In 2007 the world celebrated the 200th anniversary of Britain’s historic decision to abolish the slave trade. While many people toiled for decades to make this happen, the individual perhaps most responsible was William Wilberforce, the British MP who tirelessly brought the bill before the House of Commons over the course of 18 years. Amazing Grace is the story of Wilberforce’s campaign, written by Eric Metaxas (2007- yes, I like to review books a few years after they come out, not when everyone else is reviewing them.). The film Amazing Grace (which opened in the US in 2007) tells the same story. (Slavery as an institution was not abolished in the British colonies until 1833; over 30 years before it was abolished in the US).
Wilberforce went to Cambridge (I don’t hold it against him) shortly after turning 17, became a Member of Parliament at age 21, and at 24 was best friend to the youngest British Prime Minister in history, William Pitt (the younger), also 24. What were they thinking to allow a 24 year-old run the country? Good point, but people didn’t live as long back then, so 24, was like 28 in our years. So, I guess 28 was old enough to run a country nation like the UK.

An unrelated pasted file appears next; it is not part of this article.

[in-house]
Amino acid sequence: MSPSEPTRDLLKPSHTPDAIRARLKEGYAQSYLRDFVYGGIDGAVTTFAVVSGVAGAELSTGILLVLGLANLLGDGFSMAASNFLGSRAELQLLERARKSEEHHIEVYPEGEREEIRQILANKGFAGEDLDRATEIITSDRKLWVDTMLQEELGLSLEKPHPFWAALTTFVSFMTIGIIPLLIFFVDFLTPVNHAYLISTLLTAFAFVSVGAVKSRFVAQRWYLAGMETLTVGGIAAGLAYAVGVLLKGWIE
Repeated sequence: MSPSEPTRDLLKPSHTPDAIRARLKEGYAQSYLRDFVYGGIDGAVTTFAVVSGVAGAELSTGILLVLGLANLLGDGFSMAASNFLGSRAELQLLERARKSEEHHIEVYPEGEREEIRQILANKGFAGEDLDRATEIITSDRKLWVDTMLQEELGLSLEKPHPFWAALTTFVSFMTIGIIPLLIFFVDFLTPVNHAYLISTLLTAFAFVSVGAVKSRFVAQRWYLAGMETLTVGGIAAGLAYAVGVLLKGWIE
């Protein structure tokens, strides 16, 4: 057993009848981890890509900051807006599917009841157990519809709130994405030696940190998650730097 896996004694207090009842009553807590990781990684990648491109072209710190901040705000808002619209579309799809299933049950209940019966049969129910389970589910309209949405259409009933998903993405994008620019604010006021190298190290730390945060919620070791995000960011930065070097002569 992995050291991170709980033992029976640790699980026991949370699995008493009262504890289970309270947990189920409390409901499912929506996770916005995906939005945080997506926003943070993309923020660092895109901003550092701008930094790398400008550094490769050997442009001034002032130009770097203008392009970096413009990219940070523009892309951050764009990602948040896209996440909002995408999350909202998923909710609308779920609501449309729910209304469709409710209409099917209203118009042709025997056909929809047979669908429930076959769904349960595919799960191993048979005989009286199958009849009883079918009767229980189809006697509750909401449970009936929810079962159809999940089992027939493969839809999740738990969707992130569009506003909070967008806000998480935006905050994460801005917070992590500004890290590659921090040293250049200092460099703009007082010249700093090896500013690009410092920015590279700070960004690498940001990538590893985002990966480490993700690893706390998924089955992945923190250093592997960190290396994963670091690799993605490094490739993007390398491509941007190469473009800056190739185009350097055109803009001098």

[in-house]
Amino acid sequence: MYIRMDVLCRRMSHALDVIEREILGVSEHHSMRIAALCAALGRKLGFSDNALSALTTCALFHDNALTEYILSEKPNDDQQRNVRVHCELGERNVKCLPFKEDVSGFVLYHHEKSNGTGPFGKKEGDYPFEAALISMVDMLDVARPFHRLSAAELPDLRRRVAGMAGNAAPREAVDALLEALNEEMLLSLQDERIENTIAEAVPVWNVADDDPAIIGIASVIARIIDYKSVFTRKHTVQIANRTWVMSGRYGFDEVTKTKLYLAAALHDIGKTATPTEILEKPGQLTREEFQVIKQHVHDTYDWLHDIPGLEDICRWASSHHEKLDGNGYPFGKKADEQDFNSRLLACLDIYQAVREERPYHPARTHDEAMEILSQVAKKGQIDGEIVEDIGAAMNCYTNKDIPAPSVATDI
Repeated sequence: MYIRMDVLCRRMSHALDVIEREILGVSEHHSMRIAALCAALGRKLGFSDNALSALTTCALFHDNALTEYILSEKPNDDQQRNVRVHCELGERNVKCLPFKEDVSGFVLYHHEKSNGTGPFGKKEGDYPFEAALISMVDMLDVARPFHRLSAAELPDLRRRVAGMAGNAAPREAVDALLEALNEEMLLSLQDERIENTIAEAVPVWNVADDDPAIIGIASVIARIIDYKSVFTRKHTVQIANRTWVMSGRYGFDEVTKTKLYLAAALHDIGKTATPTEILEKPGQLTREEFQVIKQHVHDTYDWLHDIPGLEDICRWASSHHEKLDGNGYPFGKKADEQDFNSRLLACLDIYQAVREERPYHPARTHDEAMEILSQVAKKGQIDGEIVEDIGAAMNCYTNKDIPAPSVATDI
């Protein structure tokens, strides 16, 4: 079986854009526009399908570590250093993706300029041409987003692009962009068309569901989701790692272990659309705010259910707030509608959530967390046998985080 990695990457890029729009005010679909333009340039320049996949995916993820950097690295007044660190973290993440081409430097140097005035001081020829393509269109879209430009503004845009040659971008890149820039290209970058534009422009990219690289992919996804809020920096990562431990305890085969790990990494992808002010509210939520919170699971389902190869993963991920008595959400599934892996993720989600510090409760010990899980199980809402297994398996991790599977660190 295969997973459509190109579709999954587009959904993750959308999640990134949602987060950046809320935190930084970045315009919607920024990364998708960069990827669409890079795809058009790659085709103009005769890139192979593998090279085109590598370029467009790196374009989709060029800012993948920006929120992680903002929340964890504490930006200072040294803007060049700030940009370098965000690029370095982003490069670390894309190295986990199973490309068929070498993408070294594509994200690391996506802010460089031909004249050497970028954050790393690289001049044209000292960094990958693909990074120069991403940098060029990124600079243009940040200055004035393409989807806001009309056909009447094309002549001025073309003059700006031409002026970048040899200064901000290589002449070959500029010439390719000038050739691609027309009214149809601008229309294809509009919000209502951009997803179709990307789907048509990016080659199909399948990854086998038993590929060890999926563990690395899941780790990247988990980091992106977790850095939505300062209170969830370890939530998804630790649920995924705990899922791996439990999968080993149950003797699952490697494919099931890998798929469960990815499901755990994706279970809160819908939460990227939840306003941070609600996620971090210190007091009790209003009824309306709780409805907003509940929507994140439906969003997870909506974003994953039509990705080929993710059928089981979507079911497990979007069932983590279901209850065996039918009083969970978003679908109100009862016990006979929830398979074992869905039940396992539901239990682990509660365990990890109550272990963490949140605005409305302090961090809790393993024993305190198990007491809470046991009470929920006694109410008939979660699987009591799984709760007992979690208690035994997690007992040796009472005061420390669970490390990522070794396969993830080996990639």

Wilberforce’s story is an amazing one of persistence, he had health problems, received death threats, major disappointments (one year the abolition bill didn’t pass because potential votes were absent at the opera).
At risk of sounding like Goldilocks, of the three Metaxas’s books that I’ve read, I enjoyed Bonhoeffer but at over 600 pages at times I found it a bit long (too hot?), Seven Men, also engaging, but with only 20 or so pages on each guy, not in-depth enough (too cold?), but since in Amazing Grace he’s able to tell Wilberforce’s story in less than 300 pages, I found it just right. Metaxas does a great job of telling the story, giving historical insights and entertaining along the way (I now believe that he wrote for Veggie Tales). I highly recommend it.
Read it before you watch it. If you haven’t already.